Tondo Community Initiative (TCI): A summary of 2020
What an awful year 2020 was. No words I can think of can capture it.
This blog is to openly and briefly share what we, as Firetree, did in the awful madness that was 2020.
First, just a brief structural reminder that Firetree is a slightly unusual organisation in that we operate as a group structure under the Firetree Trust. Our ‘group’ encompasses:
Tondo Community Initiative (TCI), a collaborative initiative in Tondo, Manila working with our long-time partners Stairway Foundation, with support by Starfish Education and a number of community organisations. TCI is a Filipino non-profit that is currently fully funded by Firetree Philanthropy. You can read how TCI fits with Firetree Philanthropy’s work here.
Firetree Philanthropy, which funds people, grassroots organisations and networks that are building more inclusive, equitable and just futures in the communities in which we collectively work. You can read more about our partners here. We are a small team with one dedicated staff member on this, working part-time.
Starfish Education is an integral part of Firetree’s DNA, being the program most directly connected with the work of Dick Haugland. Starfish’s mission is to provide all children in Thailand with an equal opportunity to access quality education through innovative learning programs and technological solutions that seeks to fill public education gaps through public and private collaboration. Starfish is not directly funded by Firetree Philanthropy as it has a dedicated endowment within the Firetree Trust. You can read more about how Starfish and Firetree are related here.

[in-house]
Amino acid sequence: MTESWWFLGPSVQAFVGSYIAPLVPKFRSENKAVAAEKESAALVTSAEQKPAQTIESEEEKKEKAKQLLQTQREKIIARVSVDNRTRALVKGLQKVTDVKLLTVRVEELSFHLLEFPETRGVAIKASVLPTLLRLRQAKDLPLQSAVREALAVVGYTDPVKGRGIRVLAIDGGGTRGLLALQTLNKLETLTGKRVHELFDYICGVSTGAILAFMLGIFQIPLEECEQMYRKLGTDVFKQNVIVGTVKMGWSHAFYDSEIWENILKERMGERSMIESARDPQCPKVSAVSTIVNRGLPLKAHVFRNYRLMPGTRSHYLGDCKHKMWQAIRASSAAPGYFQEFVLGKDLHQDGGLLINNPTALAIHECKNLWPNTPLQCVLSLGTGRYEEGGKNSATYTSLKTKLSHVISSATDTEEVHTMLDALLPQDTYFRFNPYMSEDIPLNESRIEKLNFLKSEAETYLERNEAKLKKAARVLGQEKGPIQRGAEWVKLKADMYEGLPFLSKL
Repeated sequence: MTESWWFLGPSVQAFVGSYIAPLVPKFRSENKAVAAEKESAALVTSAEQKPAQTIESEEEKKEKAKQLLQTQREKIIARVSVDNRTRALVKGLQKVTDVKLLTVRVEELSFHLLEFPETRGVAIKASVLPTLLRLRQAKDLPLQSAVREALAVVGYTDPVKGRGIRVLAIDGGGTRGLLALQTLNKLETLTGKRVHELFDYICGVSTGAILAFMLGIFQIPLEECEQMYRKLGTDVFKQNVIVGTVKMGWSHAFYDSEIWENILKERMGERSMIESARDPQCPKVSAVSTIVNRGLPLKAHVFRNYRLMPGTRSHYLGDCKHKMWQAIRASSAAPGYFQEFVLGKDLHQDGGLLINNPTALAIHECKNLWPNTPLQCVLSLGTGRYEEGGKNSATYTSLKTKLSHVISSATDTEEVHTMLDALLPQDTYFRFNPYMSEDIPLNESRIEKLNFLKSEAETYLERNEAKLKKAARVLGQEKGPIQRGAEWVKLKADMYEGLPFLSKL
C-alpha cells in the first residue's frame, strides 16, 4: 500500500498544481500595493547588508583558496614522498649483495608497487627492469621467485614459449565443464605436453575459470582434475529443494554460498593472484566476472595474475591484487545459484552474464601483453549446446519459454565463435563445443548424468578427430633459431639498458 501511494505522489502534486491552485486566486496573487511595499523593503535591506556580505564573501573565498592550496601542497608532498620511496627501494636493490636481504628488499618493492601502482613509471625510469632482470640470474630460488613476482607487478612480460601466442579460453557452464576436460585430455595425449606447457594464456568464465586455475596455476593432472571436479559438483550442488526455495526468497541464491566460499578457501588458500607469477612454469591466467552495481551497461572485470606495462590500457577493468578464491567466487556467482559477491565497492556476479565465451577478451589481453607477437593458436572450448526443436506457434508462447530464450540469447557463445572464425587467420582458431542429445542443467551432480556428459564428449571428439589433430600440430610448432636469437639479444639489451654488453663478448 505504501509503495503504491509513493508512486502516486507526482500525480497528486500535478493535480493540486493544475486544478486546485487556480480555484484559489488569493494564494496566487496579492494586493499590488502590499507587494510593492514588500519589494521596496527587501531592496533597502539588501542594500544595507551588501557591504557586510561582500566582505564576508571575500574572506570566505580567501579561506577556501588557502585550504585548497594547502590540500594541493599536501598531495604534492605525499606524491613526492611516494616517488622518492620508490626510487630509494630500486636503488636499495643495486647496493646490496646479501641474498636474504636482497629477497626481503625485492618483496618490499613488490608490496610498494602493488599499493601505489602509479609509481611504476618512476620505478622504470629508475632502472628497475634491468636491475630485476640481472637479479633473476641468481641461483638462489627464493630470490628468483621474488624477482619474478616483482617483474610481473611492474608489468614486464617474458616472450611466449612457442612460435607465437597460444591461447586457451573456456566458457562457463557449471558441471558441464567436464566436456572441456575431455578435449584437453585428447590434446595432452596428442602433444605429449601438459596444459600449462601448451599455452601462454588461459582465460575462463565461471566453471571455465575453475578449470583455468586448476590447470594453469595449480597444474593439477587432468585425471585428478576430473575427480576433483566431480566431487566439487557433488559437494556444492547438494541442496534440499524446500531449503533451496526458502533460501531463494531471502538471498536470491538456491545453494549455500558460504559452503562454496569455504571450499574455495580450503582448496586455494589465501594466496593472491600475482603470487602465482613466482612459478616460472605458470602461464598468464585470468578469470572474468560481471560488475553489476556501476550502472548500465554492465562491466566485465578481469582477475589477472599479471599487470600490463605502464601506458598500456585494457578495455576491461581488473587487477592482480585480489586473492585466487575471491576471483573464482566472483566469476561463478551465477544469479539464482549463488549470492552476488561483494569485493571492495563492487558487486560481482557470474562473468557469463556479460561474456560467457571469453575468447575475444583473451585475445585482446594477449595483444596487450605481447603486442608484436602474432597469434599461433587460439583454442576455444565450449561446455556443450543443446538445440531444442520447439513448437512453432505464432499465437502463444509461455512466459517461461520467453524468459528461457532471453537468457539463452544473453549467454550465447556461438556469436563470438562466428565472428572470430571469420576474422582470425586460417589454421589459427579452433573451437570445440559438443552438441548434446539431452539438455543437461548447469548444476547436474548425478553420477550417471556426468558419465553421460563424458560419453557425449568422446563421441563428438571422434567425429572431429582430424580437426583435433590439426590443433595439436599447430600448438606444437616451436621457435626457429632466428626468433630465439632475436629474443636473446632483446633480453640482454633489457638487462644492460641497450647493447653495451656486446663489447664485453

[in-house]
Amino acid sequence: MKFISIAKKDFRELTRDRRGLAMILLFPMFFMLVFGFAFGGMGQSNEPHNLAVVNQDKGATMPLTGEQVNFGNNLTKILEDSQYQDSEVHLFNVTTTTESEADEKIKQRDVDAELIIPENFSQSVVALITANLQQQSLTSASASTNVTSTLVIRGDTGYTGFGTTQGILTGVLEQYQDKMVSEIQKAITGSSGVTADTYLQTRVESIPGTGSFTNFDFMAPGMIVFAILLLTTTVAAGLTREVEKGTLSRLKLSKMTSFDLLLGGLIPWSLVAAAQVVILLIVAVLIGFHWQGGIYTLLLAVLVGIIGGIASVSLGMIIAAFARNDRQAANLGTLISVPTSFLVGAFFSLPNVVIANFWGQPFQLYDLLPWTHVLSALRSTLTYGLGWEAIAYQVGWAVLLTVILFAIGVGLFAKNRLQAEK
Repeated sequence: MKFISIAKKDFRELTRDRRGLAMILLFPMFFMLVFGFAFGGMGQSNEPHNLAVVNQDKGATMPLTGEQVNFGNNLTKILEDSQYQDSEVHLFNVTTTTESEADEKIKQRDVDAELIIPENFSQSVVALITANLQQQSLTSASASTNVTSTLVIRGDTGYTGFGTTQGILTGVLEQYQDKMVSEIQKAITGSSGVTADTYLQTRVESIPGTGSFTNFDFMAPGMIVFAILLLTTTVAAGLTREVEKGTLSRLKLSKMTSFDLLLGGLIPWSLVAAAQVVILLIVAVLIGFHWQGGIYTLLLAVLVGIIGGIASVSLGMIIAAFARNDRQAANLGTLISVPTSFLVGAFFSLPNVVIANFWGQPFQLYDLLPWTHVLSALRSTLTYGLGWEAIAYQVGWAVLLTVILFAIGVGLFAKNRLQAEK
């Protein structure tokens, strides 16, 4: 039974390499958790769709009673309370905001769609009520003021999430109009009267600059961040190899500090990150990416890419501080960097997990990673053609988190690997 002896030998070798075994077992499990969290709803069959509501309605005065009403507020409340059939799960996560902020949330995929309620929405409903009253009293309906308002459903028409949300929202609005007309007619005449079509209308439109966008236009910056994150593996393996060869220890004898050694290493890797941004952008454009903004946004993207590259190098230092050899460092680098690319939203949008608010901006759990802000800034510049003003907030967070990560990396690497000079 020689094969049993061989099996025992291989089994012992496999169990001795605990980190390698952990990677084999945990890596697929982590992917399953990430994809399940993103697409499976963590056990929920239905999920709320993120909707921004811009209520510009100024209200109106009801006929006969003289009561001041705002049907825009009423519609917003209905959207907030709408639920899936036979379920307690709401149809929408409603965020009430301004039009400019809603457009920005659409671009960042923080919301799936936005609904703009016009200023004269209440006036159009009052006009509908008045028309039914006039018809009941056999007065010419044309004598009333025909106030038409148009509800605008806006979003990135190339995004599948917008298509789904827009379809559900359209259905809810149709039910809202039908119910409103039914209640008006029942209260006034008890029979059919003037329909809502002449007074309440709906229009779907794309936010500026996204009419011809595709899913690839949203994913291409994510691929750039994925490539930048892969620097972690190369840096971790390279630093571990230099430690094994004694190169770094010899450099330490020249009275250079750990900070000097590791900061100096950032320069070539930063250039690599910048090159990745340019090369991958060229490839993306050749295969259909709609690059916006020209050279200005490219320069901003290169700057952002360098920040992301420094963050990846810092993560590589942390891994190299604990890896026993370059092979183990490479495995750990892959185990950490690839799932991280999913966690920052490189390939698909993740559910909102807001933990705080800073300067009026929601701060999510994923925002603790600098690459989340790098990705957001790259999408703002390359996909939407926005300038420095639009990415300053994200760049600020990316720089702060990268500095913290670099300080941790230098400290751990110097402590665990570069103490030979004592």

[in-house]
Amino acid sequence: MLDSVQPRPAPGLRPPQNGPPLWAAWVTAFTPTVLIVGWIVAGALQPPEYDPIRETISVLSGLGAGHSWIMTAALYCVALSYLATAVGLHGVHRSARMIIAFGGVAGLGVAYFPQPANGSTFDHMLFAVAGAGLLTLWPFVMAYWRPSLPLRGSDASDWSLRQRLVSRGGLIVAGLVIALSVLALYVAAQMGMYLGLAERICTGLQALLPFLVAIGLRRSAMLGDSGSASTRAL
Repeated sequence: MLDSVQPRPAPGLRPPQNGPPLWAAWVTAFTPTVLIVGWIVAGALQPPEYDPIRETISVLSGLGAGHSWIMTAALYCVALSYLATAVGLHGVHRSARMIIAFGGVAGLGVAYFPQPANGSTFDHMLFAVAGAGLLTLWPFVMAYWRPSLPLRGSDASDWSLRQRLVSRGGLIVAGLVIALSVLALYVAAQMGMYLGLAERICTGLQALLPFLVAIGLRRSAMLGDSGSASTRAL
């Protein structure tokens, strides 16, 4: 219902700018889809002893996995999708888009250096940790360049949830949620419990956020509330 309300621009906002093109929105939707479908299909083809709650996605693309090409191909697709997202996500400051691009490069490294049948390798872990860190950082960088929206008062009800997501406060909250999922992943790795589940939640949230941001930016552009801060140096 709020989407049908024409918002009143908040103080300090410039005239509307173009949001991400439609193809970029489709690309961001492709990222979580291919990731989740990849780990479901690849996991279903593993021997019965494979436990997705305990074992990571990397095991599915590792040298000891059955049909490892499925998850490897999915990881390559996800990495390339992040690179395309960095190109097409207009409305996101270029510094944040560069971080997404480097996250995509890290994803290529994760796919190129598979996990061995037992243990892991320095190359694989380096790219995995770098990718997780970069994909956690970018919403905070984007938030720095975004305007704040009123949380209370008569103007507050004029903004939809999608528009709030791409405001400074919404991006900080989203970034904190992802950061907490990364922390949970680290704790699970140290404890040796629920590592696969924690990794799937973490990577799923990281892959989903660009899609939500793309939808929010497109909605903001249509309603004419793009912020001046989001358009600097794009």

This blog shares some of what TCI did over 2020 and comes from reflections written by the TCI team.
TCI is located in barangay 128 in Tondo, Manila (a barangay is the smallest administrative division in the Philippines.)
Barangay 128 is also known as “Smokey Mountain” from the infamous garbage dump that used to occupy the largest part of this area.
TCI’s mission is to support and enable communities in Tondo to access rights and opportunities equal to those available in other communities in Metro Manila.
TCI partners with the community, local governments, schools, training centers, health institutions, government agencies, civil society organizations, and private employers to directly facilitate access to existing public services, education and employment opportunities, while developing long-term viable solutions that improve its overall accessibility for all.
TCI designs and implements — directly and through members of the community — programs to address current gaps in the services and opportunities available to our communities.
The facilities TCI manages must be accessible by all children and youth of barangay 128 who need educational support and skills to find and secure regular jobs. This is because education is now widely available but it needs supplementing — with tutorials, remedial classes — and youth from our community need additional soft skills to compete with their peers in accessing quality jobs beyond Tondo.
TCI can offer facilities such as a large computer room and free internet access that has become fundamental for children and youth during 2020 and will undoubtedly remain so in the future. TCI aims to offer such services to the largest possible number of users since the need is great.